Bo Seo Makes Strong Arguments With “Good Arguments: How Debate Teaches Us to Listen and Be Heard”
Bo Seo was 8 years old when his family moved to Australia from Korea. “I had a handful of English phrases and words, but I really couldn’t speak the language,” Seo said. It was the tumult of playground arguments that helped him begin to learn. “It was really a disagreement that showed me how little I understood the language and how limited my capacity for self-expression was.”
In “Good Arguments: How Debate Teaches Us to Listen and Be Heard” (Penguin Press), Seo describes debate-seeking as a shy, conflict-averse fifth grader, and details how discipline could help us all communicate better. , whether on a personal or personal level. public life.
Now a resident tutor at Harvard, where he just completed his first year of law school, Seo has won two world championships as a debater. Discipline is one in which he firmly believes. “It starts with self-expression and then extends to the other person,” he said. “When two people come together and argue over one point, you hope they don’t end up defaulting to one position or the other, but end up somewhere else. That seems like kind of progress to me.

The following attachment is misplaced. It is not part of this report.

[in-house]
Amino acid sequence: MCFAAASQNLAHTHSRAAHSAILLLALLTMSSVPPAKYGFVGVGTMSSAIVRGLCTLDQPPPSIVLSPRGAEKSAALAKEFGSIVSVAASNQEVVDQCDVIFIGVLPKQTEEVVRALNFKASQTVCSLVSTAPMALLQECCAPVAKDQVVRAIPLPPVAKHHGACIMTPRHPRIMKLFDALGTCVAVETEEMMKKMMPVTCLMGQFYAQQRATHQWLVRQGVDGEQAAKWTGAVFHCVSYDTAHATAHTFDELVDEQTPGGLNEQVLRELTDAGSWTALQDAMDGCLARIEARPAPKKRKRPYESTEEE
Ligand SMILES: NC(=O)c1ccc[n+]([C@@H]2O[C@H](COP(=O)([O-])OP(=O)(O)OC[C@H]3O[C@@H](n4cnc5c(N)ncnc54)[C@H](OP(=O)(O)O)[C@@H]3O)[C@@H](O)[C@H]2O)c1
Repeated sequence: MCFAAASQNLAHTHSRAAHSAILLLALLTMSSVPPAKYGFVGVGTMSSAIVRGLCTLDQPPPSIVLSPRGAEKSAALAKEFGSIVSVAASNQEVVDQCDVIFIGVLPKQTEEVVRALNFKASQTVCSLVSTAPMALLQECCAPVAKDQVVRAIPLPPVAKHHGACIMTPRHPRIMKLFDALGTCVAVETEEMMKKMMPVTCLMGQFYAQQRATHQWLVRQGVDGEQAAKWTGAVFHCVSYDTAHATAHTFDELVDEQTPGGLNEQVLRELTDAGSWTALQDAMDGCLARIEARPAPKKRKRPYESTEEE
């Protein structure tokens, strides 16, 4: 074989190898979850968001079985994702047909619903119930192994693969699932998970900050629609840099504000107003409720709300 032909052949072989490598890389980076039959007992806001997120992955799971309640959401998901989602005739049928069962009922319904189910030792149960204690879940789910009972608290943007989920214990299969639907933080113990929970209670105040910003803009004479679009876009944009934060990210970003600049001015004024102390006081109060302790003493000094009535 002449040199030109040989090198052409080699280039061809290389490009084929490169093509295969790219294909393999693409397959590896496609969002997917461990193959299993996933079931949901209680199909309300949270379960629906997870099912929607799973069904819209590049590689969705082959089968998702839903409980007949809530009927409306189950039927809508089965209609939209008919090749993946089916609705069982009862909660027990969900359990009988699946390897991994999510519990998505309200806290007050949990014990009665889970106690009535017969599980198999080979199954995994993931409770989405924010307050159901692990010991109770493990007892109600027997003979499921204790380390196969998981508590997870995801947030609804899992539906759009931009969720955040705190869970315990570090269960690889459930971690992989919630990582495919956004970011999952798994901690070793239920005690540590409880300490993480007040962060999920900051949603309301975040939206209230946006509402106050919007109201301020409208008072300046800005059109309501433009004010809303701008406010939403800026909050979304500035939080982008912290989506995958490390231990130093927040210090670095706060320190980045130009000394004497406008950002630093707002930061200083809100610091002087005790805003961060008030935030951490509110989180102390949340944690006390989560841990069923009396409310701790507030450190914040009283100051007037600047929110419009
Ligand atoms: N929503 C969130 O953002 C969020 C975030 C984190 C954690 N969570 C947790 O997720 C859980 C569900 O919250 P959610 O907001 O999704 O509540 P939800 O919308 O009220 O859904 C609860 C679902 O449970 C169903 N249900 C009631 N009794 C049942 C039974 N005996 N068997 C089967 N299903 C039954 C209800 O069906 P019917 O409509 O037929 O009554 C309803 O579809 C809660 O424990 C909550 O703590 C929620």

The debate, he added, is useful at the national and even global level. Of course, it’s about how to settle disagreements, but “on the higher level, how to deal with the fact that we are different but have to coexist”.
In a world awash with misinformation and alternative facts, can debate still help us? “I struggle with it,” Seo said. “But having a population that understands argumentation as a kind of craft, I think it’s a population that’s much more immune to the kind of misnomer and argumentation that we’re seeing right now. .”
Ultimately, he said, “these things matter because human relationships matter. I think the main concern is the health of democracies and our civic culture.
Bo Seo will read at 7 p.m. Tuesday in person at Brookline Bookstore.
Kate Tuttle, freelance writer and critic, can be reached at [email protected]